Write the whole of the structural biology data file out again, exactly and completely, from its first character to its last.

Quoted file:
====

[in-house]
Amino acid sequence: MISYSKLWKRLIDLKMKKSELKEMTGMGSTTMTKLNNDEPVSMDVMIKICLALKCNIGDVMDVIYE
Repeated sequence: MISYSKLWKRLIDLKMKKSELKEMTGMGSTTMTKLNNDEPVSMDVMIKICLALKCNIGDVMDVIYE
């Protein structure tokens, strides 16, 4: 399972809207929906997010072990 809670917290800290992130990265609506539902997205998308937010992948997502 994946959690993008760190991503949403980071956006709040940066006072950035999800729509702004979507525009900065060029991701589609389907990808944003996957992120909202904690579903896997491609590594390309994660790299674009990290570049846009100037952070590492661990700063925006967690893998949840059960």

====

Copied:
[in-house]
Amino acid sequence: MISYSKLWKRLIDLKMKKSELKEMTGMGSTTMTKLNNDEPVSMDVMIKICLALKCNIGDVMDVIYE
Repeated sequence: MISYSKLWKRLIDLKMKKSELKEMTGMGSTTMTKLNNDEPVSMDVMIKICLALKCNIGDVMDVIYE
């Protein structure tokens, strides 16, 4: 399972809207929906997010072990 809670917290800290992130990265609506539902997205998308937010992948997502 994946959690993008760190991503949403980071956006709040940066006072950035999800729509702004979507525009900065060029991701589609389907990808944003996957992120909202904690579903896997491609590594390309994660790299674009990290570049846009100037952070590492661990700063925006967690893998949840059960």